Upon further reflection, I’m not at all certain that what we’re talking about here is actual “happiness” per se. Politics aside, is anyone really simply thrilled at the way everything in their lives—from their last dental checkup to the value of the dollar—is going? Where are the lines drawn? Do conservatives dislike fewer things in life than liberals, or do they just assign different things higher levels of priority on the love/hate scale? If you love your family but hate your job, are you happy? How about if you hate your job, love your new car, like your Congressman, feel indifferent toward your spouse and actively despise one of your three children?
I think what we’re talking about is more like complacency, or at best contentment. You can be complacent regarding your problems, you can be content with what you have, and still not be “very happy”.
The church part, on the other hand, is hard to argue with. Nothing has really grown to fill the void in people’s lives left by the decline in participation in organized religion, which is too bad because a certain sense of community has definitely been lost in the process. And to be certain, there’s nothing like knowing that God loves you to give your life a sense of purpose. I think even the most devoutly religious among us would admit that, in an epistemological pissing match, pulling the “well, I’m cherished by the Supreme Creator of the Universe!” card is kind of cheating.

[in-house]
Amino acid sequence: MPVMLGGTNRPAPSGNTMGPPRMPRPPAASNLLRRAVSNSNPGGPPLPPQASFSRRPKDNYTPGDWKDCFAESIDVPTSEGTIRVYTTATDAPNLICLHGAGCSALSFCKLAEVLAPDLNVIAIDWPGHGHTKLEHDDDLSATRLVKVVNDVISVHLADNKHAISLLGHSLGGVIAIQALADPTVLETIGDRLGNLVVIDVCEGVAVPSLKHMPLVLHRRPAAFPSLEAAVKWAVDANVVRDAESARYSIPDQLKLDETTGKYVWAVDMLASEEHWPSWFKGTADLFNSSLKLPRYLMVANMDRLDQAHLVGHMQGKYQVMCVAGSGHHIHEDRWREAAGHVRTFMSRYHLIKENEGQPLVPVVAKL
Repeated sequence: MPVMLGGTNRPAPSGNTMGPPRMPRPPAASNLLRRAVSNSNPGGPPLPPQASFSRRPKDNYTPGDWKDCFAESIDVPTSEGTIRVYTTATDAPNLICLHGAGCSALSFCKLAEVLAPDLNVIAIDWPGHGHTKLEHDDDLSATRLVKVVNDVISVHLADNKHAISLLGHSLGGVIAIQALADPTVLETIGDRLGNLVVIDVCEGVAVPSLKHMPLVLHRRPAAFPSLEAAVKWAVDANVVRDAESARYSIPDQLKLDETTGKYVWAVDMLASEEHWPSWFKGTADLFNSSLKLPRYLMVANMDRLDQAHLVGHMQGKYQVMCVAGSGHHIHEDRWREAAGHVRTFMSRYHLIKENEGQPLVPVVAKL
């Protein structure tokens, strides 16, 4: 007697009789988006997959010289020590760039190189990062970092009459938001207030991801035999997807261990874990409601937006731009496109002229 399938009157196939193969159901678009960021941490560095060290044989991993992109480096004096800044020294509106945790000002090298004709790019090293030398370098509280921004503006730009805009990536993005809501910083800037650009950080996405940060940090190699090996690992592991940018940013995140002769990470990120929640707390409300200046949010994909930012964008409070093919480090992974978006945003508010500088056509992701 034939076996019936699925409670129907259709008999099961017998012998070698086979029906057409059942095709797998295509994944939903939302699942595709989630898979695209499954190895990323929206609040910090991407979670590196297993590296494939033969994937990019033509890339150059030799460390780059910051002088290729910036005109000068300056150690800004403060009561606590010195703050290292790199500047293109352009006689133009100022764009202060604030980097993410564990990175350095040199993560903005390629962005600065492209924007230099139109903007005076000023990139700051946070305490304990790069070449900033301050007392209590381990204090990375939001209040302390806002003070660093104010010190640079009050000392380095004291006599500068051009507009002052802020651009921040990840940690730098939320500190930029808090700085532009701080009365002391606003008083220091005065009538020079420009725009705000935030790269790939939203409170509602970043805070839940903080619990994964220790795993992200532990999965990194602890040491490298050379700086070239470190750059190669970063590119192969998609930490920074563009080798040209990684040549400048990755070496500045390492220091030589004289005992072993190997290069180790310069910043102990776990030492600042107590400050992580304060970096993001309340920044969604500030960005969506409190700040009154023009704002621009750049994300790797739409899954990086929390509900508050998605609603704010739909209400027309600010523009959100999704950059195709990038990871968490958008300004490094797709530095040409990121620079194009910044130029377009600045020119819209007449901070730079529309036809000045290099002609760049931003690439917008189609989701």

On the other hand, I think that the question of one’s spiritual underpinnings is too important to be influenced by—or subsumed in—one’s craving for feelings of self-worth. It’s one thing to decide that you feel good about Life, The Universe And Everything because you have a deep and abiding belief in the Almighty. It’s another thing entirely to strive to believe in the latter in an effort to improve your outlook on the former. Personally, I would feel like a complete horse’s ass attending an institution dedicated to something in which I have no inherent belief, just so I could enjoy the benefits of a ready-made emotional support structure.
Basically, I think that concepts such as “happy” and “depressed” are far too complex and multi-dimensional to be easily interpreted through as myopic a medium as a social survey, much less conservative Talk Radio.
And, though I tend to be dissatisfied with my level of complacency, I’m content being unhappy. 😐